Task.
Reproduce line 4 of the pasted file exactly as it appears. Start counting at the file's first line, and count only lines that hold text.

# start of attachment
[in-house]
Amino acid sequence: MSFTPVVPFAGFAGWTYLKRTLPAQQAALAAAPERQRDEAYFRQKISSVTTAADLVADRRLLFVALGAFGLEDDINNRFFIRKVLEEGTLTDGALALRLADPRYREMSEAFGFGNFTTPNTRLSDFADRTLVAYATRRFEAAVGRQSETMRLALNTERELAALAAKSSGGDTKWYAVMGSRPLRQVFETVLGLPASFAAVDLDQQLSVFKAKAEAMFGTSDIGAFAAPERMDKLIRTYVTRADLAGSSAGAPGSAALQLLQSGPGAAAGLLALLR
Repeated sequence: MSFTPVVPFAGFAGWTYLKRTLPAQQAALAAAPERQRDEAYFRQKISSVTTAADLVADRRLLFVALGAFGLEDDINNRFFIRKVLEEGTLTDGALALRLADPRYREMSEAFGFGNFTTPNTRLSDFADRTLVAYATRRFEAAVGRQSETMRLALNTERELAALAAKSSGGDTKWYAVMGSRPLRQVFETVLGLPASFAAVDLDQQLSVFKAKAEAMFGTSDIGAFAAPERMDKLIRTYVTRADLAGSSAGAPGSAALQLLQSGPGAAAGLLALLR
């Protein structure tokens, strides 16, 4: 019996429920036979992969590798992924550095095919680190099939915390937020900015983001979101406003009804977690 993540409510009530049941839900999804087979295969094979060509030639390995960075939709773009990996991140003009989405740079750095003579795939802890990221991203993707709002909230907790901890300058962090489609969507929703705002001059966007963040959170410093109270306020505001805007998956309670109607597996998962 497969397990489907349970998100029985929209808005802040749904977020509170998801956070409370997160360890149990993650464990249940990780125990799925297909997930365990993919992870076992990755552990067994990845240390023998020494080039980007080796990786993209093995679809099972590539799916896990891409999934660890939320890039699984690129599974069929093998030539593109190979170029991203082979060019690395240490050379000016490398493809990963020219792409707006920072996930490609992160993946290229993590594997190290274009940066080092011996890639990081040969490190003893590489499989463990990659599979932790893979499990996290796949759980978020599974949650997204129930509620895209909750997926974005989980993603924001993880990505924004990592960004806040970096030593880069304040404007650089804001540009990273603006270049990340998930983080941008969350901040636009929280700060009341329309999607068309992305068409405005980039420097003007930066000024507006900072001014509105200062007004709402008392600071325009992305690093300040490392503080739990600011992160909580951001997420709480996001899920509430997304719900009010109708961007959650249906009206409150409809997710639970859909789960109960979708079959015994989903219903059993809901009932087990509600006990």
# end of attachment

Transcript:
């Protein structure tokens, strides 16, 4: 019996429920036979992969590798992924550095095919680190099939915390937020900015983001979101406003009804977690 993540409510009530049941839900999804087979295969094979060509030639390995960075939709773009990996991140003009989405740079750095003579795939802890990221991203993707709002909230907790901890300058962090489609969507929703705002001059966007963040959170410093109270306020505001805007998956309670109607597996998962 497969397990489907349970998100029985929209808005802040749904977020509170998801956070409370997160360890149990993650464990249940990780125990799925297909997930365990993919992870076992990755552990067994990845240390023998020494080039980007080796990786993209093995679809099972590539799916896990891409999934660890939320890039699984690129599974069929093998030539593109190979170029991203082979060019690395240490050379000016490398493809990963020219792409707006920072996930490609992160993946290229993590594997190290274009940066080092011996890639990081040969490190003893590489499989463990990659599979932790893979499990996290796949759980978020599974949650997204129930509620895209909750997926974005989980993603924001993880990505924004990592960004806040970096030593880069304040404007650089804001540009990273603006270049990340998930983080941008969350901040636009929280700060009341329309999607068309992305068409405005980039420097003007930066000024507006900072001014509105200062007004709402008392600071325009992305690093300040490392503080739990600011992160909580951001997420709480996001899920509430997304719900009010109708961007959650249906009206409150409809997710639970859909789960109960979708079959015994989903219903059993809901009932087990509600006990």